Research has shown that glamorized, detailed descriptions of self-harm in media ― whether through news stories or TV shows ― can inspire copycat acts. National Institute of Mental Health research has found that the risk of suicide increases when details of the method are publicly described. 

What viewers and creators should keep in mind 

A TV movie or series can’t cater to every person who watches. And if the goal is entertainment, Schwartz said it likely will violate what mental health advocates consider ethical when it comes to portraying mental health issues like eating disorders and suicides.

“It’s challenging because the media guidelines for mental health aim to make the storytelling as undramatic as possible,” Schwartz said. “Precisely the kinds of things that make storytelling compelling are what you’re trying to discourage. That’s why it’s very difficult to tell these stories in a way that doesn’t raise some concerns.”

The writers of both “To The Bone” and “13 Reasons Why” have spoken out about their creative choices, including divulging their own struggles with mental illness and how they tapped into those experiences.

Netflix did not return HuffPost’s request for comment. Marti Noxon, the writer, director and creator of “To The Bone,” told Vogue recently that not everyone is going to be pleased with the content.

Every expert wants to make a different movie. And every expert thinks that their way of treating the disease would be better than the way that’s shown,” Noxon said. “And that’s only natural because it’s one story. And it’s my story, and it really happened to me.”

And she’s right. Mental health treatment isn’t one-size-fits-all, so depicting every choice isn’t going to fit into a single narrative. But there are ways to ease problems that may arise for certain viewers.

One way is through trigger warnings, which Netflix has taken seriously. “To The Bone” displayed a statement before the movie, advising vulnerable viewers to take caution. “13 Reasons Why” added more such warnings after receiving considerable backlash for not properly addressing the graphic content.

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Trigger warning displayed before "To The Bone," a movie about a young woman getting treatment for an eating disorder.

Another way to mitigate consequences is to offer resources after the program. “13 Reasons Why” offered bonus material with more information on mental health and where to seek help. The cast of “To The Bone” did a public service announcement about eating disorders, but some experts hoped to see it embedded in the movie’s content.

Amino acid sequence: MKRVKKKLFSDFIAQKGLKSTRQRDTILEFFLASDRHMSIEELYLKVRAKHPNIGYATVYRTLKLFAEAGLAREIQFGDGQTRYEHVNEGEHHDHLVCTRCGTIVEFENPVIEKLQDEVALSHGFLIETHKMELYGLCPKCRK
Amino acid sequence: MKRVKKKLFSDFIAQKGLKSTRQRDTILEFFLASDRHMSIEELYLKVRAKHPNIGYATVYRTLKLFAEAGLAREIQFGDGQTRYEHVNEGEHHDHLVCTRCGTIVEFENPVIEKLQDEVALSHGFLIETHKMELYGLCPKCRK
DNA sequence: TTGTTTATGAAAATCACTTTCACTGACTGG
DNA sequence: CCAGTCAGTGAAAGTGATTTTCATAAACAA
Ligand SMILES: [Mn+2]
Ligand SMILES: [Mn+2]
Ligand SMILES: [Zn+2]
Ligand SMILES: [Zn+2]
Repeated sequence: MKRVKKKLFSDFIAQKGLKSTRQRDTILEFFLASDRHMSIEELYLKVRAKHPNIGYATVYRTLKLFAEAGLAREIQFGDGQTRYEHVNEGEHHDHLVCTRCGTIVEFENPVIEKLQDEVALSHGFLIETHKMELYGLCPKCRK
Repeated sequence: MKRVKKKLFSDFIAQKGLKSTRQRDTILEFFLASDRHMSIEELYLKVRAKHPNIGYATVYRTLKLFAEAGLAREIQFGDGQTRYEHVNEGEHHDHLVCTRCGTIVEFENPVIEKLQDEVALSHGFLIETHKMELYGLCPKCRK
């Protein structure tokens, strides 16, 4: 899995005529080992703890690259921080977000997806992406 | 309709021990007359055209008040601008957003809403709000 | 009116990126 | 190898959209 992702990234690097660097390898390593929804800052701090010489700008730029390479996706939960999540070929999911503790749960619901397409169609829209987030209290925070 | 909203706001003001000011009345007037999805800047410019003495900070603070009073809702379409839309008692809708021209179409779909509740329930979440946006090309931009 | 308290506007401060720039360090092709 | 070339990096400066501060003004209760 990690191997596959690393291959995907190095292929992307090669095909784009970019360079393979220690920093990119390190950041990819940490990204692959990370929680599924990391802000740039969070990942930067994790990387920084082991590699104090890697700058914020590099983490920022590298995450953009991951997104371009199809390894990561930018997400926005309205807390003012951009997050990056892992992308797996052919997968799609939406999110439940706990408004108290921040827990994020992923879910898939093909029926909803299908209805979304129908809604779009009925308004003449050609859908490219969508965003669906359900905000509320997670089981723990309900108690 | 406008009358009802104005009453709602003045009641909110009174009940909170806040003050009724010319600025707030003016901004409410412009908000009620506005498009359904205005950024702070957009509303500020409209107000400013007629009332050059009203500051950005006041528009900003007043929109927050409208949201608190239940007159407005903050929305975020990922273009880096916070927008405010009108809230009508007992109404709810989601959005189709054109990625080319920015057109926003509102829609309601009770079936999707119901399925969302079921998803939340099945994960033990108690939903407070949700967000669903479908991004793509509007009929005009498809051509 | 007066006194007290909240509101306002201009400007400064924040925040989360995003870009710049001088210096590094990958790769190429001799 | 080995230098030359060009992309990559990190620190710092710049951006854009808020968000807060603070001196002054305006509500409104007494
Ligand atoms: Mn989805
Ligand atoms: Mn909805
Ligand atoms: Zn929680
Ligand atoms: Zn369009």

For “13 Reasons Why,” mental health organizations even took issue with how the search for support played out on screen. When Hannah, the main character, goes to her school counselor for help, she’s essentially dismissed. That encounter ultimately contributes to her decision to die by suicide.

“The message from that to kids who might be thinking about whether or not to reach out for help is really concerning,” Schwartz said. “Showing that seeking help is actually beneficial can help mitigate some of these potential problems.”

Ultimately, creating a narrative around sensitive mental health issues can be challenging, complex and sometimes problematic. And while conversation is a good place to start, it shouldn’t be the end point when it comes to managing the stigma around mental health issues.

The onus is on creators and their production companies, like Netflix, to tackle mental illness responsibly. It’s also the duty of viewers to make an effort to become more compassionate and understanding of these conditions. That alone will result in more people seeking treatment.

“I hope that conversation continues and that future films and shows deepen our understanding of the complexities of these illnesses and the diversity of people who are affected,” Mysko said. “Everyone deserves recovery.”

If you’re struggling with an eating disorder, call the National Eating Disorder Association hotline at 1-800-931-2237.

If you or someone you know needs help, call 1-800-273-8255 for the National Suicide Prevention Lifeline. You can also text HELLO to 741-741 for free, 24-hour support from the Crisis Text Line. Outside of the U.S., please visit the International Association for Suicide Prevention for a database of resources.